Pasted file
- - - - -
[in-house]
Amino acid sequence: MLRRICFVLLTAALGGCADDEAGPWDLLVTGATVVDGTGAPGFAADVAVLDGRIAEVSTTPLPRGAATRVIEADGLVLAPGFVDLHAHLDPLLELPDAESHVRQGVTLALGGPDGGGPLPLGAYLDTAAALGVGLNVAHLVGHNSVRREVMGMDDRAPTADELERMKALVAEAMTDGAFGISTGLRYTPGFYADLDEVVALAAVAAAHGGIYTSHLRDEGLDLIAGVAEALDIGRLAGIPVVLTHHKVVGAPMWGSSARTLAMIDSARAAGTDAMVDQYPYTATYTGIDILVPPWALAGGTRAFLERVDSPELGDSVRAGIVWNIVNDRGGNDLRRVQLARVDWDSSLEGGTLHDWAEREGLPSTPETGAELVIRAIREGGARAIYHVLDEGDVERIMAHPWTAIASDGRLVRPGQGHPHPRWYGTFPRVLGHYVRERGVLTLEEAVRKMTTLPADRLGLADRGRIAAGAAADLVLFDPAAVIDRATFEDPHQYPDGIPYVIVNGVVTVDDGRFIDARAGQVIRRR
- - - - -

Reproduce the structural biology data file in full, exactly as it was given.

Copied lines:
[in-house]
Amino acid sequence: MLRRICFVLLTAALGGCADDEAGPWDLLVTGATVVDGTGAPGFAADVAVLDGRIAEVSTTPLPRGAATRVIEADGLVLAPGFVDLHAHLDPLLELPDAESHVRQGVTLALGGPDGGGPLPLGAYLDTAAALGVGLNVAHLVGHNSVRREVMGMDDRAPTADELERMKALVAEAMTDGAFGISTGLRYTPGFYADLDEVVALAAVAAAHGGIYTSHLRDEGLDLIAGVAEALDIGRLAGIPVVLTHHKVVGAPMWGSSARTLAMIDSARAAGTDAMVDQYPYTATYTGIDILVPPWALAGGTRAFLERVDSPELGDSVRAGIVWNIVNDRGGNDLRRVQLARVDWDSSLEGGTLHDWAEREGLPSTPETGAELVIRAIREGGARAIYHVLDEGDVERIMAHPWTAIASDGRLVRPGQGHPHPRWYGTFPRVLGHYVRERGVLTLEEAVRKMTTLPADRLGLADRGRIAAGAAADLVLFDPAAVIDRATFEDPHQYPDGIPYVIVNGVVTVDDGRFIDARAGQVIRRR